The event then turned to our panel of experts who shared their perspectives on the drivers for action, barriers, innovation and reasons for optimism. We were delighted to be joined by
- Louise Smith, Environmental Policy Lead at the LEGO Group
- Jennie Colville, Head of ESG and Sustainability at LandSec
- Dorothee D’Herde, Head of Sustainability at Kingfisher plc
- Dr Mark Bloomfield, Fellow at Judge Business School, University of Cambridge and founder of Turbulence
Here are the questions our panel were asked.
What are the drivers for sustainability action in your industry?
Customer centrality is key, and a more important driver than regulation. Sustainable transformation unlocks the ability to meet customer needs more efficiently, helps you deliver your own sustainability goals, and cuts costs.
"There is a moral imperative for the sector to decarbonise, but also a commercial imperative."
There are also market-based drivers. Energy efficiency is on people’s mind from a cost and sustainability perspective, so there is huge demand for organisations to support customers and supply chain partners to be part of the solution.
"79% of customers say they want their [homes] to be sustainable."
There are also cultural and demographic changes driving sustainability. For example, people are changing their attitudes to materials deemed unsustainable, and putting pressure on organisations to reform.
What do you see as the main barriers to implementing sustainability in your business?
Businesses are experiencing a compliance mindset in their approach to sustainability. As an industry, sustainability professionals focus too much on reporting. Instead, there should be excitement generated about the opportunity to become sustainable, transform businesses, and drive profitability. To deliver this, we need purpose led strategies with financial and non-financial considerations.
"We need to move away from sustainability as compliance, but regulation still has a large role to play."
A consistent regulatory landscape is important to deliver sustainability because it empowers business leaders to make long term innovation and investment decisions. Innovation is critical to meet the scale of the challenge, and this can be enabled by a predictable long term regulatory environment.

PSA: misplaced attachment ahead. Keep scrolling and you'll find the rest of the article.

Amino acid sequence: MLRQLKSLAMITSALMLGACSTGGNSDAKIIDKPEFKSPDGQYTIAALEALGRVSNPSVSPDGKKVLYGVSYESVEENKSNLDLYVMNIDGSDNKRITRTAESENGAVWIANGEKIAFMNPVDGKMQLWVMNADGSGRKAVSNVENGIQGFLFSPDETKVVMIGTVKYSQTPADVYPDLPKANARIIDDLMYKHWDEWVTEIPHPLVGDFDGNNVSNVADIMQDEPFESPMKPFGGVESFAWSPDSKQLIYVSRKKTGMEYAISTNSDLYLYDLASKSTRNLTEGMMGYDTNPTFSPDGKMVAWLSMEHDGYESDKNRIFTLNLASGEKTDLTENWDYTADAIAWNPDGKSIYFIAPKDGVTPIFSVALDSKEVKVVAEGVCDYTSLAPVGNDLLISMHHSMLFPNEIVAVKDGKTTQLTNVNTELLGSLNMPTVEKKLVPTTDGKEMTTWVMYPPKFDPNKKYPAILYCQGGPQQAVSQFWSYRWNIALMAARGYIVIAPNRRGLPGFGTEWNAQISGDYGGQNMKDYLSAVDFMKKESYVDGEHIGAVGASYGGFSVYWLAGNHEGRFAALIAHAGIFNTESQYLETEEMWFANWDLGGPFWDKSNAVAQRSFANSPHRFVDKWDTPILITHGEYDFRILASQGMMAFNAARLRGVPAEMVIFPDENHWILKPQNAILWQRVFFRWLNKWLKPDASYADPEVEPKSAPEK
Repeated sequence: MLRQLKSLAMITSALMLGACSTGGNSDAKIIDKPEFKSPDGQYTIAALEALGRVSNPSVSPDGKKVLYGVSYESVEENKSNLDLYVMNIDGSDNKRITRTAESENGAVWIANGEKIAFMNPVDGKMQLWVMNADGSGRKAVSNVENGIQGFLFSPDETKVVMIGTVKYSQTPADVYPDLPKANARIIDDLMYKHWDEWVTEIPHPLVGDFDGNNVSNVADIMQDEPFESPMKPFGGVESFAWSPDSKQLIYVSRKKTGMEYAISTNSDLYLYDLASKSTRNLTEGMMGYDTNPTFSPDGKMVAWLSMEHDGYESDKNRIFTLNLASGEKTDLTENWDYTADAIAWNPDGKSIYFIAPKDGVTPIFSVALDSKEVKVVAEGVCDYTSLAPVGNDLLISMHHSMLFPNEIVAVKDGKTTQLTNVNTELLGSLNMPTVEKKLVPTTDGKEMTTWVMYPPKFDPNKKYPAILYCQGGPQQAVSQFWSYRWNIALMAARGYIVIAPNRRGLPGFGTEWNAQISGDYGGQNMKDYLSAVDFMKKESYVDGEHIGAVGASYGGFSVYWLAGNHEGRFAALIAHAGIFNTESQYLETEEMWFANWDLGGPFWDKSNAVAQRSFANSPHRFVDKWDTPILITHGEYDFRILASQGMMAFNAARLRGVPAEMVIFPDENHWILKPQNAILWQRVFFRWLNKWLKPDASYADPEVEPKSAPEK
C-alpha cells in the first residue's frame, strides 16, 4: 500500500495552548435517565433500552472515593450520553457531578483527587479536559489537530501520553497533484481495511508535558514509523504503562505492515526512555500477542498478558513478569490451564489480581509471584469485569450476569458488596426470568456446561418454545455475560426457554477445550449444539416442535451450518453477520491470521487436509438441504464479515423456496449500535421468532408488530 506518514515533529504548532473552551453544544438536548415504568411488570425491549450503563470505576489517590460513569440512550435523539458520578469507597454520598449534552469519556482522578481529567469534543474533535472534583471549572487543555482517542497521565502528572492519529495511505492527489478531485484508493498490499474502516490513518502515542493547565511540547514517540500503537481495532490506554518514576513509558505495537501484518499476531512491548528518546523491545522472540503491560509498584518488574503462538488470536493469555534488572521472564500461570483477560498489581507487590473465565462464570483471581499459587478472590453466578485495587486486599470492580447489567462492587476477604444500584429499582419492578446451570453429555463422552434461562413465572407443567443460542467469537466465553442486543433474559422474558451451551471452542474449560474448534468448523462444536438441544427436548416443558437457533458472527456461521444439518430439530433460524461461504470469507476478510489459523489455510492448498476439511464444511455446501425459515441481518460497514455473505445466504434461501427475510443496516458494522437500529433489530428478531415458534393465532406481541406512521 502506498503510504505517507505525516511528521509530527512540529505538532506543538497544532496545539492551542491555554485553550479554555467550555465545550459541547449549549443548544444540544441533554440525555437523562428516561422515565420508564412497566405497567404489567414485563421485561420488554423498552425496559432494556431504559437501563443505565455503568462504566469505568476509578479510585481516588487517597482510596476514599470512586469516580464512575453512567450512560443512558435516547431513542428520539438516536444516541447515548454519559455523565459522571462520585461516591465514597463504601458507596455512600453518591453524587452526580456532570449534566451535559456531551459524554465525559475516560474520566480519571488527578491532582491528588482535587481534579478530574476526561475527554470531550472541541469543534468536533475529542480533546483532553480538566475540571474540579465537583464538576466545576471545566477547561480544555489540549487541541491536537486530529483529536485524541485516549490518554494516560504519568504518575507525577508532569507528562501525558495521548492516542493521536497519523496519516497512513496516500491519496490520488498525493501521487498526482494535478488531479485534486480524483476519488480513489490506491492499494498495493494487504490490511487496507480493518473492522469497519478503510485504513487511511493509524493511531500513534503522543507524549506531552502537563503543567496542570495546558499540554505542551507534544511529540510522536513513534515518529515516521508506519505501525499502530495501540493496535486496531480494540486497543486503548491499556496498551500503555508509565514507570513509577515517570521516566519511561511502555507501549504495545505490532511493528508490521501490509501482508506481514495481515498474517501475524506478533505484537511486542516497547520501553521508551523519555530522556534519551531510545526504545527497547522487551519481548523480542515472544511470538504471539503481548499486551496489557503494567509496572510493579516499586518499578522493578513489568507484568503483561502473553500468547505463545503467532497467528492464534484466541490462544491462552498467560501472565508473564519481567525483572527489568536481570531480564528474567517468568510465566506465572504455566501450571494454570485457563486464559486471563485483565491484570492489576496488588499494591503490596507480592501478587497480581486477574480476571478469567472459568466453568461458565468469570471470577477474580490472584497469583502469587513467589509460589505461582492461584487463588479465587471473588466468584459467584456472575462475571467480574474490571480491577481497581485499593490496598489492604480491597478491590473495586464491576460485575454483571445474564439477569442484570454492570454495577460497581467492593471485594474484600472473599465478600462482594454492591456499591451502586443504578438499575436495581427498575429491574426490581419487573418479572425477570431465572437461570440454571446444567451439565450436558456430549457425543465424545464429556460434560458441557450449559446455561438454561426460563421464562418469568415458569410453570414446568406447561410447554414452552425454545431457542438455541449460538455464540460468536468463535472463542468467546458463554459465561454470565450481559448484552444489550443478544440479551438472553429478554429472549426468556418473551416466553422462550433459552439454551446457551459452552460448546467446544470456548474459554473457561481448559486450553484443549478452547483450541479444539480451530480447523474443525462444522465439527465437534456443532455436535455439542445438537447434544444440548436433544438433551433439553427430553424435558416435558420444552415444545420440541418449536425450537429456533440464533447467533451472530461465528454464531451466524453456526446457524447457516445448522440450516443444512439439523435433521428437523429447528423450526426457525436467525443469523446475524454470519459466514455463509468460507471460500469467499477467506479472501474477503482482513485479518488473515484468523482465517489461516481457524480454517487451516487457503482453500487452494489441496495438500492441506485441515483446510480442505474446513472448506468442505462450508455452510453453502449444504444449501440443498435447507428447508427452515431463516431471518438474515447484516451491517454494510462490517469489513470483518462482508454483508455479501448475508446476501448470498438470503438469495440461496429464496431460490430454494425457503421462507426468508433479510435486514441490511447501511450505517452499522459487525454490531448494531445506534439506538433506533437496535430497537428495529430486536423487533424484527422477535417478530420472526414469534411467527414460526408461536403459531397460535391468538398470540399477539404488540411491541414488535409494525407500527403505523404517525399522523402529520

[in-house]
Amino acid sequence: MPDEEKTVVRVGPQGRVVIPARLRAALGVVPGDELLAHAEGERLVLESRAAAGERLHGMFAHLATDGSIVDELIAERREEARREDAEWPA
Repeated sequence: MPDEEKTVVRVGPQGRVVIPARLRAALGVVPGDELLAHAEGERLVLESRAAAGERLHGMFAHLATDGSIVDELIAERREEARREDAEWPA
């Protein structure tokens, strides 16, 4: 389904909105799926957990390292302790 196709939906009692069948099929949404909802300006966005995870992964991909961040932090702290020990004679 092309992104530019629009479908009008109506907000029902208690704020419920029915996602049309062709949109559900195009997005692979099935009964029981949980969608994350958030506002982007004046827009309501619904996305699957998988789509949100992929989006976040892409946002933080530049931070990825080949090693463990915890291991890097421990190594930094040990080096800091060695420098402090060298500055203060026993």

What are the innovative solutions on the horizon that will deliver sustainability targets?
Sustainability need not be incredibly complex - simple solutions are out there. For example, one business invested in a cement replacement which is more sustainable, sets faster and is more cost effective than normal cement. Another business was able to reduce building energy use by 40%, simply by painting roofs white.
"Fundamentally, innovation means novel solutions to meaningful problems, not necessarily spending lots of money."
However, it is important to be honest about how difficult innovation can be. Many things could work but might be too risky. It is important to balance environmental sustainability with profitability.
One company had abandoned a sustainability initiative, were honest about why this didn't work and how supply chain partners could help to make it a reality in the future.
What keeps you awake at night?
People need to urgently understand that this agenda is here to stay. We need to give decision makers the evidence they need to take long term, transformative investment decisions.
It is hard to predict how the macro economy can impact sustainability. The cost-of-living pressures are resulting in reduced demand from customers and uncertainty on investments and financing.
"CEOs know we’re flying into turbulence. Sustainability is increasingly seen as a risk to business operations. CEOs are saying their children are asking, what are you doing to address the climate crisis?"
However, it is important for business and society to realise that this cannot reduce the importance of delivering on sustainability.
Conversely, what gives you optimism about the future?
Businesses may find policy decisions frustrating, but there have been positive developments which have created opportunities for organisations.
Technological advances are also giving hope. Companies are increasingly using Artificial Intelligence (AI) to look at the potential for reducing energy use, cut carbon emissions and reimagine how to work with suppliers and customers to tap into recent innovation in supply chains. There are also increasing opportunities to achieve greater supply chain visibility and work with partners as the issue increases in salience.
"The sustainability industry can tell better stories than has previously been the case. It’s vital that as organisations transform, they utilise the power of a strong and positive narrative to achieve greater buy-in for change."
The event then moved to the important business of dinner, all paired with good wine and conversation.
Speak with our experts to discuss how Baringa can support your organisation to achieve your sustainability goals and commitments.
Note: quotes in this article have been anonymised due to the event being held under Chatham House rules